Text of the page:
Photographs kindly provided by and © Paul
Kettle, Andy Andrews, Ann Andrews and Susan Tomlinson.
Information researched by and written by and © Ann Andrews.
Intended for personal use only
links go to on site transcripts):
 Firth, J. B. (1908) "Highways
and Byways in Derbyshire" MacMillan & Co., London
 "General Commercial Directory
and Topography of the Borough of Sheffield with all the Towns, Parishes,
Villages and Hamlets Within a Circuit of Twenty Miles" (1862),
pub. Francis White & Co. Sheffield. See Names
in White's Directory, 1862
 The Crown Inn was rebuilt towards
the end of the nineteenth century, moved a few yards down the
road to the site on the corner of Bank Road and Bakewell Road and
re branded as The Crown Hotel. It had been a much smaller establishment
before then. The Crown was mentioned in both 19th
century directories and Matlock
census returns. The building has been considerably altered
in more recent times and is no longer an hotel. The Boat House
was mentioned by Adam in "Gem
of the Peak" and also appears in the early trade directories
and census returns.
 Bryan, Benjamin (1903) "History
of Matlock - Matlock, Manor and Parish" London by Bemrose & Sons,
Limited. Bryan made the same mistake as others when it came to Riber,
attributing the initials on the date stone on Riber Old Hall (now
Riber manor) to the Wolley family.
 White, Francis (1857) "History,
Gazetteer and Directory of the County of Derby", Francis
White & Co. See Names in White's
 Mee, Arthur (ed.) (1937) "Derbyshire:
The Peak Country",The King's England Series, Hodder and
Stoughton Limited, London
 Lysons, Rev Daniel and Samuel Lysons
Esq. (1817) "Topographical and Historical Account of Derbyshire" London:
Printed for T. Cadell, Strand; and G. and A. Greenland, Poultry.
This is the Derbyshire section of their "Magna Britannia". They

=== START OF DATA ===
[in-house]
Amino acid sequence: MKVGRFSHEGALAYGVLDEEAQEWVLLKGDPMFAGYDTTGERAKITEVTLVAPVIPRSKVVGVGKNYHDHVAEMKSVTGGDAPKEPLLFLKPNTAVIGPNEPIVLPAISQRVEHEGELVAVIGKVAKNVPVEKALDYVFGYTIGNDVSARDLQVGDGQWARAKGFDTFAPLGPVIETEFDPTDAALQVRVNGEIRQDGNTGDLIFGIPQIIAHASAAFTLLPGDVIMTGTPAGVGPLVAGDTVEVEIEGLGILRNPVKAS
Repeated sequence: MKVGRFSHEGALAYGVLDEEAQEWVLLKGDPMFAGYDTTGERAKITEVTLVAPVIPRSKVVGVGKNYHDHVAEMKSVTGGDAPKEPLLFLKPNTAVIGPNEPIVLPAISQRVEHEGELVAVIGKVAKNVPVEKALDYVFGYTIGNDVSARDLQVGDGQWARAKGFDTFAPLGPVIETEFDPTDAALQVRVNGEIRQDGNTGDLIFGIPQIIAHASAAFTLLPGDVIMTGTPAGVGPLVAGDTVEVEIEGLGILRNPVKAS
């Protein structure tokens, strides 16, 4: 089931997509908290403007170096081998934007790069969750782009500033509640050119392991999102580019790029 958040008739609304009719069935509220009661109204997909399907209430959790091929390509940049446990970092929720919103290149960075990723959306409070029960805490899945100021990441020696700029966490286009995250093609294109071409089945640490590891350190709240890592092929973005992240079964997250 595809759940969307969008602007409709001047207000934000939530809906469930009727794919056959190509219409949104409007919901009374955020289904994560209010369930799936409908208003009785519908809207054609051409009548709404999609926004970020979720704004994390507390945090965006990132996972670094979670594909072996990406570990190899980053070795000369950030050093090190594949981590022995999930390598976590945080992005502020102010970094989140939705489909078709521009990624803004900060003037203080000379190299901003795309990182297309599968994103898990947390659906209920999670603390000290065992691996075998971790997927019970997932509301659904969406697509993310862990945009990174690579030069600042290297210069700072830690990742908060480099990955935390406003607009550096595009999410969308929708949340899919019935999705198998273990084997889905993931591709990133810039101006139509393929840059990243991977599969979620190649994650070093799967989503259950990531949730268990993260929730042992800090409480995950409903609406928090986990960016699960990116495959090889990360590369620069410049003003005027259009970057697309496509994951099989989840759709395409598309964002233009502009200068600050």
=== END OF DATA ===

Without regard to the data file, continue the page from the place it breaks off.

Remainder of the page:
unfortunately quote the wrong year for Anthony Wolley's death as
the say he died in 1668. He was buried at St. Giles in 1669 (see
 See Riber Old Hall (now Riber Manor House)
1891 census and Riber Hall in the
1891 census and the 1901
 Davies, David Peter (1811) "History
pub. S. Mason, Belper. Derbyshire's
Parishes, 1811 is based on this book and what Davies wrote
can be found under Matlock.
 Rhodes, Ebenezer "Peak Scenery" pub.
London, Longman, Hurst, Rees, Orme, Brown, and Green, Paternoster
 Jewitt, Llewellynn Frederick William
(?1860) "The Matlock Companion and Visitor's Guide to the
Beauties of the Peak of Derbyshire ... " pub. Derby Telegraph
 "The Morning
5 July, 1845.
 Extract from "On
a Cromlech formerly standing on Riber Hill", Benjamin Bryan (1887),
Derbyshire Archaeological Society's Journal.
 "The Derby
Mercury", 19 January, 1870. The Garton surname can be
found in all the census returns 1841-1901 and
other Historical Records
Courier and Lancashire General Advertiser", 18 August 1906. To be sold
at auction by Joseph Hodgkinson at the Red Lion ... the Lumsdale
 "Derby Daily
Telegraph", 6 March 1931.
 "Derbyshire Times and Chesterfield
Herald", 08 May 1936. "Matlock had an unpleasant shock ..."
 "Kelly's Directory of Derbyshire",
1908 } There are online transcripts: 20th
Post Office Directory of Derbyshire, Leicestershire, Nottinghamshire
and Rutlandshire" (1848), Kelly and Co., London
 "Kelly's Directory of the
Counties of Derby, Notts, Leicester and Rutland" (May,
1891), pub. London
|There are online transcripts: 19th
 "Kelly's Directory of Derbyshire",
1932 } -
 "Kelly's Directory of Derbyshire",
1941 } -